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A national scrappage scheme must be funded by Government

Marking Clean Air Day (Thursday 16th June), Ms Moema is also calling on Hackney residents to contribute to Transport for London (TfL)’s consultation into proposals to expand the Ultra Low Emission Zone (ULEZ) to cover the whole of Greater London next year.City Hall expects the expanded zone to cut harmful NOx emissions by nearly 10 per cent and PM2.5 exhaust emissions from cars in outer London by nearly 16 per cent. This will add to the 30 per cent reduction in road transport NOx emissions expected from the current ULEZ and tighter Low Emission Zone standards. Figures from a study conducted by Imperial College London indicate that in 2019, as an upper estimate, there were 96 deaths in Hackney attributable to exposure to PM 2.5 and NO2 air pollution generated by human activity. A report commissioned by TfL and the Greater London Authority (GLA) published in February 2020 predicts that the ULEZ and other City Hall-backed air quality measures will save the NHS £5 billion over the next three decades. These measures will also mean that almost 300,000 fewer Londoners will suffer diseases attributable to air pollution such as heart disease, lung cancer & dementia.The Mayor of London, Sadiq Khan, has allocated over £60 million so far to help Londoners and the capital’s charities and businesses scrap vehicles that do not meet stricter ULEZ emissions standards in exchange for money to go towards buying greener vehicles. This has supported the removal of over 15,000 of some of the most polluting vehicles from London’s roads.Owners of non-compliant vehicles face charges for driving in the ULEZ, but TfL estimates that this will impact less than 1 in 5 motorists across Greater London when the zone expands.The Mayor has now called upon the Government to add to the investment he has already put in and contribute around £180 million to a Londonwide scrappage scheme over three years.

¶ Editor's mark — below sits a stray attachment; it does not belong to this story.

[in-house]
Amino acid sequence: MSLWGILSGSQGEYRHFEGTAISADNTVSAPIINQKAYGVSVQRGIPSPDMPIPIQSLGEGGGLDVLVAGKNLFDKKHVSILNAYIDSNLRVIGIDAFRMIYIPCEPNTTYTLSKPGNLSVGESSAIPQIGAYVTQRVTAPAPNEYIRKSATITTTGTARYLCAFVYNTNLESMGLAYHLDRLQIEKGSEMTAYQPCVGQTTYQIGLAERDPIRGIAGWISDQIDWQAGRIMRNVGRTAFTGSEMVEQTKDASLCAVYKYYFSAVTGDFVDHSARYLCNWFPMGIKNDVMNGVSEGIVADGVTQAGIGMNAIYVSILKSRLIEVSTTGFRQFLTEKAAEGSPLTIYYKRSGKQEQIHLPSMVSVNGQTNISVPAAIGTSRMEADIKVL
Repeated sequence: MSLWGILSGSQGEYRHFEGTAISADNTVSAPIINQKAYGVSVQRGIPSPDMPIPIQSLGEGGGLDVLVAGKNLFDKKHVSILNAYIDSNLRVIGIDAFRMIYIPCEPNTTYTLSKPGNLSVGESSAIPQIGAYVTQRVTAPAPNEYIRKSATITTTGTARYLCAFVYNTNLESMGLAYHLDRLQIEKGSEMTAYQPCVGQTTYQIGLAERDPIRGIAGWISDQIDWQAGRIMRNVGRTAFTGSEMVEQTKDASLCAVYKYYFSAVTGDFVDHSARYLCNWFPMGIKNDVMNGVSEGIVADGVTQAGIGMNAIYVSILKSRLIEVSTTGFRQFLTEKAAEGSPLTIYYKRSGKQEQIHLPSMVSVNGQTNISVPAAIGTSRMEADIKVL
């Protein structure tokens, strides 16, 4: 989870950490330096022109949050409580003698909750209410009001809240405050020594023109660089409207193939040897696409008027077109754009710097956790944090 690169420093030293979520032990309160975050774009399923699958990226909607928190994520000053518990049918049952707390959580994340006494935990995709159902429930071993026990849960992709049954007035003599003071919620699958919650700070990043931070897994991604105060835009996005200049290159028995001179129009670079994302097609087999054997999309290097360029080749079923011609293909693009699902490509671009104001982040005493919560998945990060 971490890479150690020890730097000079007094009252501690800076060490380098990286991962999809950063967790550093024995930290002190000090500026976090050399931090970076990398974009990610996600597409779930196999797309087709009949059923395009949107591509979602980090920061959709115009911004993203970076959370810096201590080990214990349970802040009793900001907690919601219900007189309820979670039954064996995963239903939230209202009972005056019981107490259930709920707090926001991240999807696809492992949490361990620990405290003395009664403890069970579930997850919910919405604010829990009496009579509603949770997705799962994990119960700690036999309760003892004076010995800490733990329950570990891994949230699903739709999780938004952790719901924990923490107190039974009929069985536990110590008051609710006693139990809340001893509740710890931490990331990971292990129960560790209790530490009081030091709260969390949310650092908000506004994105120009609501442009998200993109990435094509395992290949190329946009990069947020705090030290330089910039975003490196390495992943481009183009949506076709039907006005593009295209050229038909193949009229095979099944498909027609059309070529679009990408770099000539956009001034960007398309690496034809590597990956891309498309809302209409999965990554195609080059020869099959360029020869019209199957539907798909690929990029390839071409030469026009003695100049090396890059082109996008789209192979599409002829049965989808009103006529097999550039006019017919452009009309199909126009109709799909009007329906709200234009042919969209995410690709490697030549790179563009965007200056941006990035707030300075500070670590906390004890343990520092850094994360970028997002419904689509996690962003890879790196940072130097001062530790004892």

Sadiq Khan has previously criticised Ministers for excluding London from the national Clean Air Fund, which other many cities have benefitted from. 

Local London Assembly Member, Sem Moema AM, said:

“London’s toxic air poses a public health emergency for us all- contributing to an alarming number of premature deaths and preventable diseases in our borough each year and disproportionately harming the poorest communities. “Improving air quality takes bold action and this will include building upon the success of the current ULEZ and helping more Londoners, businesses and charities switch to less-polluting vehicles.“Whilst the ULEZ charge will only impact a minority of Londoners, I want to see more financial support from the Government to boost the scrappage schemes that the Mayor has already put in place.“I am also urging local people to contribute to TfL’s consultation into extending the ULEZ to cover Greater London, so it can be rolled out in a fair and informed way”.

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